UK coronavirus cases rise by 2,621 in 24 hours as another nine deaths recorded




THE number of coronavirus cases in the UK rose by 2,621 today, as nine more deaths were recorded.

It brings the total number of positive test results in Britain to 371,125, with an overall death toll of 41,637.

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Today's rise in cases is almost double the infection rate two of Mondays ago (August 31), when 1,406 cases were logged.

It is smaller, however, than last Monday's rise (2,948).

Today's rise in deaths is greater than it was last Monday, when three fatalities were reported – but the figure remains considerably lower than at the peak of the pandemic.

According to the latest data available, 79 Covid patients are currently on a ventilator in hospitals around the UK.

It comes as:

  • Rule of six enforced today as coronavirus cases soar across the UK
  • Ministers tells Brits to snitch on their neighbours if they break rule of six
  • Wetherspoons reveals 50 pubs have been affected by covid-19 infections
  • Catastrophic ‘rule of six’ should be BINNED, says Oxford scientist

The government’s ‘rule of six’ is enforced from today with Brits facing tough new restrictions in an effort to stop soaring coronavirus cases.

Under the former rules, no more than 30 people can meet inside with up to one other household, but this has been slashed to just six.

But the new rules also stipulate that the six people can be from different households, in an attempt to bring rules in line with outdoor gatherings.

It comes as September has seen rising rates of the virus, with Friday's new cases – 3,539 – the highest recorded on any day since May 17.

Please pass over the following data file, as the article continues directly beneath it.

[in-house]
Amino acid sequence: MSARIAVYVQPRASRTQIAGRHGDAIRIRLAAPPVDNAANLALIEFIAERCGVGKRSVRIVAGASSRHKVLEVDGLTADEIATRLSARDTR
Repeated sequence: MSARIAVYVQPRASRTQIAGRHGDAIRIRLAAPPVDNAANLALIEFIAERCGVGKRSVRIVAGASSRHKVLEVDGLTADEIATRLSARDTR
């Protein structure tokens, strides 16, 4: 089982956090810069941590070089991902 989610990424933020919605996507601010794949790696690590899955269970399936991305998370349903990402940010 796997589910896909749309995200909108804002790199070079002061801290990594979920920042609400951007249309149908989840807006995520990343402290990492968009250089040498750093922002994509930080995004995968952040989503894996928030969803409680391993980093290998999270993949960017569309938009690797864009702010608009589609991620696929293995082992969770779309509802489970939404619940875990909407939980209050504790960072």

On Sunday five more people lost their lives in hospitals in England  as the UK's grim tally rose to 41,628.

Public Health England data also showed that more than 1,000 new cases of Covid-19 were recorded in Birmingham in the seven days to September 10.

A total of 1,014 new cases were recorded – the equivalent of 88.8 cases per 100,000 people, up from 53.0 in the previous week.

Other cities recording sharp increases in their weekly rate include Sunderland (up from 34.2 to 94.3, with 262 new cases); Liverpool (up from 32.9 to 85.1, with 424 new cases); Manchester (up from 54.3 to 77.4, with 428 new cases); and Leeds (up from 48.4 to 69.8, with 554 new cases).

In total, 210 of the 315 local authority areas in England recorded an increase in the weekly rate of new Covid-19 cases in the seven days to September 10.


Immunologist Peter Openshaw said  Covid-19 "isn't a game" after crowds hit the town over the weekend.

He urged caution amid reports Covid wards have been told they may need to reopen in just three weeks.

The academic, who works at Imperial College London, said: "It's a bit like water seeping through a dam.

"It starts as a trickle, and then if you don't do something about it, it turns into a real cascade."

Meanwhile, Boris Johnson is drawing up plans to issue 4.5million people with letters ordering them to shield once again.

Vulnerable Brits could be told to isolate amid fears coronavirus is spreading through care homes.

Those at risk of the deadly bug will be sent letters with advice telling them to stay inside if cases reach dangerous levels.

It was also revealed this week that the crucial R rate has soared to 1.7, while there are fears millions of people living in Newcastle, Leeds and Merseyside will be the next affected by stricter lockdowns.

Meanwhile, coronavirus infections have surged among middle-aged Brits as vases in over-50s rocketed by 92 per cent last week.

Senior government officials have said the rise in cases in higher risk groups is "worrying" as Downing Street looks to stem the spread of the bug heading into the winter.

Until Friday, coronavirus cases had predominantly been rising among under-25s – who are statistically at far less risk of severe health complications from contracting the virus.

But the new spike in infections in older-age groups has also resulted in an increase in hospital admissions, which were up 20 per cent last week compared with the week before among those aged 60 to 75.

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